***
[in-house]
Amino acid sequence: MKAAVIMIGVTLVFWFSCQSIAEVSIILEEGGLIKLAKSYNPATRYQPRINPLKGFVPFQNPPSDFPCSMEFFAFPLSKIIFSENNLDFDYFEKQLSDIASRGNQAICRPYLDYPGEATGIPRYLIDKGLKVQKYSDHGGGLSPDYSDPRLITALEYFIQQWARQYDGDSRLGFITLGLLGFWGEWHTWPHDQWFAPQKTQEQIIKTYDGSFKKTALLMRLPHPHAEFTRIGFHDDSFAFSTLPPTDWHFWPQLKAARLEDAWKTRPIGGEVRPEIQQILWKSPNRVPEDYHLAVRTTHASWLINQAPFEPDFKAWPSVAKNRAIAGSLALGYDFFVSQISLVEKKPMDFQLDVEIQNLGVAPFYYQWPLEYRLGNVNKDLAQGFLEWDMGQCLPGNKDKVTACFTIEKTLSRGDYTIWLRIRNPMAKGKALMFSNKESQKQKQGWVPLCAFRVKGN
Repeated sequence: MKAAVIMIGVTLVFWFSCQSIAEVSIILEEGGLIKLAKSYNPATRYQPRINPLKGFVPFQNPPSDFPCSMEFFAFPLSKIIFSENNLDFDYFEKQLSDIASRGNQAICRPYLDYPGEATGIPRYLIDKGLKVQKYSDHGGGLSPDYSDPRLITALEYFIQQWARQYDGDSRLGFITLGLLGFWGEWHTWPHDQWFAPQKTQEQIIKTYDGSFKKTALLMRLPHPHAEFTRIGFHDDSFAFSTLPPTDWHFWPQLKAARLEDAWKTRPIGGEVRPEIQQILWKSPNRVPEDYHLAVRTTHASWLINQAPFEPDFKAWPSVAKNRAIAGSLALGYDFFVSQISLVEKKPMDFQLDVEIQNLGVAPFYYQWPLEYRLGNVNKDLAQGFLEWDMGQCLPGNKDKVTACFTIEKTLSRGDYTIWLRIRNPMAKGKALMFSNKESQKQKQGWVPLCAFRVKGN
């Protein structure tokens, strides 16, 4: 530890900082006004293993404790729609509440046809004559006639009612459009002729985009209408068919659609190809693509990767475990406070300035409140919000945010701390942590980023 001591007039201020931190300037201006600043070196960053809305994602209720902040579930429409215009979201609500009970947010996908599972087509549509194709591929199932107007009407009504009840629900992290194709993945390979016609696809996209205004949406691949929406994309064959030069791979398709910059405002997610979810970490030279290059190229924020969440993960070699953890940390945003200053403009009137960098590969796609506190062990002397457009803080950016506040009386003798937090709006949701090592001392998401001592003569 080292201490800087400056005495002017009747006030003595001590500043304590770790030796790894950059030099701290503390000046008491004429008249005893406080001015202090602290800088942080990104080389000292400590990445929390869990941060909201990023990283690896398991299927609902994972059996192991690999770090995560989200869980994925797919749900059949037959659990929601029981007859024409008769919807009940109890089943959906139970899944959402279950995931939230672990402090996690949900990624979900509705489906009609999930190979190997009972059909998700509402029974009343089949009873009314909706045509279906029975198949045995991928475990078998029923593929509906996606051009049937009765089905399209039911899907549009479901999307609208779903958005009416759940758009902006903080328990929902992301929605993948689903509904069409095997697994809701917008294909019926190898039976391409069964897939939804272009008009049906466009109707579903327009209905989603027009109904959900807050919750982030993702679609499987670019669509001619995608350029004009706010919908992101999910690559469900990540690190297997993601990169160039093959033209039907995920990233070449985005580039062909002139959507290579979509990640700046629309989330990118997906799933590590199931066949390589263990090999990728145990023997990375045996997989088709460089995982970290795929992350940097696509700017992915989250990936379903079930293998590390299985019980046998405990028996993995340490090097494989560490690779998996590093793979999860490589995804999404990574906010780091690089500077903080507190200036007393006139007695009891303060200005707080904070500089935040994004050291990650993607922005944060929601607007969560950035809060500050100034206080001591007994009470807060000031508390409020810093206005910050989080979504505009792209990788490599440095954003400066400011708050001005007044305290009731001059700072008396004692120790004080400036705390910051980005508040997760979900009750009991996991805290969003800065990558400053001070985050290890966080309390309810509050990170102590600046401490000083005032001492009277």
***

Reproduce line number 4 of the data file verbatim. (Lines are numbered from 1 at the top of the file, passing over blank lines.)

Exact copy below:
């Protein structure tokens, strides 16, 4: 530890900082006004293993404790729609509440046809004559006639009612459009002729985009209408068919659609190809693509990767475990406070300035409140919000945010701390942590980023 001591007039201020931190300037201006600043070196960053809305994602209720902040579930429409215009979201609500009970947010996908599972087509549509194709591929199932107007009407009504009840629900992290194709993945390979016609696809996209205004949406691949929406994309064959030069791979398709910059405002997610979810970490030279290059190229924020969440993960070699953890940390945003200053403009009137960098590969796609506190062990002397457009803080950016506040009386003798937090709006949701090592001392998401001592003569 080292201490800087400056005495002017009747006030003595001590500043304590770790030796790894950059030099701290503390000046008491004429008249005893406080001015202090602290800088942080990104080389000292400590990445929390869990941060909201990023990283690896398991299927609902994972059996192991690999770090995560989200869980994925797919749900059949037959659990929601029981007859024409008769919807009940109890089943959906139970899944959402279950995931939230672990402090996690949900990624979900509705489906009609999930190979190997009972059909998700509402029974009343089949009873009314909706045509279906029975198949045995991928475990078998029923593929509906996606051009049937009765089905399209039911899907549009479901999307609208779903958005009416759940758009902006903080328990929902992301929605993948689903509904069409095997697994809701917008294909019926190898039976391409069964897939939804272009008009049906466009109707579903327009209905989603027009109904959900807050919750982030993702679609499987670019669509001619995608350029004009706010919908992101999910690559469900990540690190297997993601990169160039093959033209039907995920990233070449985005580039062909002139959507290579979509990640700046629309989330990118997906799933590590199931066949390589263990090999990728145990023997990375045996997989088709460089995982970290795929992350940097696509700017992915989250990936379903079930293998590390299985019980046998405990028996993995340490090097494989560490690779998996590093793979999860490589995804999404990574906010780091690089500077903080507190200036007393006139007695009891303060200005707080904070500089935040994004050291990650993607922005944060929601607007969560950035809060500050100034206080001591007994009470807060000031508390409020810093206005910050989080979504505009792209990788490599440095954003400066400011708050001005007044305290009731001059700072008396004692120790004080400036705390910051980005508040997760979900009750009991996991805290969003800065990558400053001070985050290890966080309390309810509050990170102590600046401490000083005032001492009277």